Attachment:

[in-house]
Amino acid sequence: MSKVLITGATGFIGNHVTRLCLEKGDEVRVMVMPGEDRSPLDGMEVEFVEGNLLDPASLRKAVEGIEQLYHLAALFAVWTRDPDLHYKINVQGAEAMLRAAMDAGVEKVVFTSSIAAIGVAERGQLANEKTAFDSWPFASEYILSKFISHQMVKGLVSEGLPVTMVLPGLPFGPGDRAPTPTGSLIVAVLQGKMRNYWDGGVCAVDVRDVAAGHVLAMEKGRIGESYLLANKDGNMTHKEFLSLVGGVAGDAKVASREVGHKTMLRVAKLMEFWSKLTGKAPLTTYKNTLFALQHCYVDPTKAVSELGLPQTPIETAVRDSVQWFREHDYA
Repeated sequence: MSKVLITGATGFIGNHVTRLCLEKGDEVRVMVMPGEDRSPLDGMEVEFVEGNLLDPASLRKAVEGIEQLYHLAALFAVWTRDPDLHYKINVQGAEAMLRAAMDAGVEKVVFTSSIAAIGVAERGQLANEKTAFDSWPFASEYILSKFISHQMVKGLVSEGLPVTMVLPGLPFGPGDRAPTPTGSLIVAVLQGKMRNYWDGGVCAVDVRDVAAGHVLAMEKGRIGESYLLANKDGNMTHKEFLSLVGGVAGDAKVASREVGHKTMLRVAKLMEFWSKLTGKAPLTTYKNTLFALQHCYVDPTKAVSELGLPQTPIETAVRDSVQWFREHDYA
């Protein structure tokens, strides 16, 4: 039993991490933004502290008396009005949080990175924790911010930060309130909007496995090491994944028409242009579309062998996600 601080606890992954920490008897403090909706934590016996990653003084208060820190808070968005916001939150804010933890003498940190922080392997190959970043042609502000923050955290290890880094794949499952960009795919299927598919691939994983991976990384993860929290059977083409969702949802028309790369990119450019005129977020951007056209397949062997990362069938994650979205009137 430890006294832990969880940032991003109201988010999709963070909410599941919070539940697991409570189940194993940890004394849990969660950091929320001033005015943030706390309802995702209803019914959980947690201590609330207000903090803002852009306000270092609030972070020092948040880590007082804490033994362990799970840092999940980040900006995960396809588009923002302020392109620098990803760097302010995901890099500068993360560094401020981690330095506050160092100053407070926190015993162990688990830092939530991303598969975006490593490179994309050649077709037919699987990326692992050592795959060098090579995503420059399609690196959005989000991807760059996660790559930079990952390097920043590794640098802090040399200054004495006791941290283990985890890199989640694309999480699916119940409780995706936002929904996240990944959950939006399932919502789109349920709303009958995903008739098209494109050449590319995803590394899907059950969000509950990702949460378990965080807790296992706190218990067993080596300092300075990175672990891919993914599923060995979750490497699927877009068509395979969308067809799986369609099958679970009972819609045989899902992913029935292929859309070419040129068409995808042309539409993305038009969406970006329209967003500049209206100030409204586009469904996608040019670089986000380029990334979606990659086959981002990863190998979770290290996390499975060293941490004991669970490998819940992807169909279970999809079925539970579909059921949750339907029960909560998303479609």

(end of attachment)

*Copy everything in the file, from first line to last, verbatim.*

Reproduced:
[in-house]
Amino acid sequence: MSKVLITGATGFIGNHVTRLCLEKGDEVRVMVMPGEDRSPLDGMEVEFVEGNLLDPASLRKAVEGIEQLYHLAALFAVWTRDPDLHYKINVQGAEAMLRAAMDAGVEKVVFTSSIAAIGVAERGQLANEKTAFDSWPFASEYILSKFISHQMVKGLVSEGLPVTMVLPGLPFGPGDRAPTPTGSLIVAVLQGKMRNYWDGGVCAVDVRDVAAGHVLAMEKGRIGESYLLANKDGNMTHKEFLSLVGGVAGDAKVASREVGHKTMLRVAKLMEFWSKLTGKAPLTTYKNTLFALQHCYVDPTKAVSELGLPQTPIETAVRDSVQWFREHDYA
Repeated sequence: MSKVLITGATGFIGNHVTRLCLEKGDEVRVMVMPGEDRSPLDGMEVEFVEGNLLDPASLRKAVEGIEQLYHLAALFAVWTRDPDLHYKINVQGAEAMLRAAMDAGVEKVVFTSSIAAIGVAERGQLANEKTAFDSWPFASEYILSKFISHQMVKGLVSEGLPVTMVLPGLPFGPGDRAPTPTGSLIVAVLQGKMRNYWDGGVCAVDVRDVAAGHVLAMEKGRIGESYLLANKDGNMTHKEFLSLVGGVAGDAKVASREVGHKTMLRVAKLMEFWSKLTGKAPLTTYKNTLFALQHCYVDPTKAVSELGLPQTPIETAVRDSVQWFREHDYA
């Protein structure tokens, strides 16, 4: 039993991490933004502290008396009005949080990175924790911010930060309130909007496995090491994944028409242009579309062998996600 601080606890992954920490008897403090909706934590016996990653003084208060820190808070968005916001939150804010933890003498940190922080392997190959970043042609502000923050955290290890880094794949499952960009795919299927598919691939994983991976990384993860929290059977083409969702949802028309790369990119450019005129977020951007056209397949062997990362069938994650979205009137 430890006294832990969880940032991003109201988010999709963070909410599941919070539940697991409570189940194993940890004394849990969660950091929320001033005015943030706390309802995702209803019914959980947690201590609330207000903090803002852009306000270092609030972070020092948040880590007082804490033994362990799970840092999940980040900006995960396809588009923002302020392109620098990803760097302010995901890099500068993360560094401020981690330095506050160092100053407070926190015993162990688990830092939530991303598969975006490593490179994309050649077709037919699987990326692992050592795959060098090579995503420059399609690196959005989000991807760059996660790559930079990952390097920043590794640098802090040399200054004495006791941290283990985890890199989640694309999480699916119940409780995706936002929904996240990944959950939006399932919502789109349920709303009958995903008739098209494109050449590319995803590394899907059950969000509950990702949460378990965080807790296992706190218990067993080596300092300075990175672990891919993914599923060995979750490497699927877009068509395979969308067809799986369609099958679970009972819609045989899902992913029935292929859309070419040129068409995808042309539409993305038009969406970006329209967003500049209206100030409204586009469904996608040019670089986000380029990334979606990659086959981002990863190998979770290290996390499975060293941490004991669970490998819940992807169909279970999809079925539970579909059921949750339907029960909560998303479609």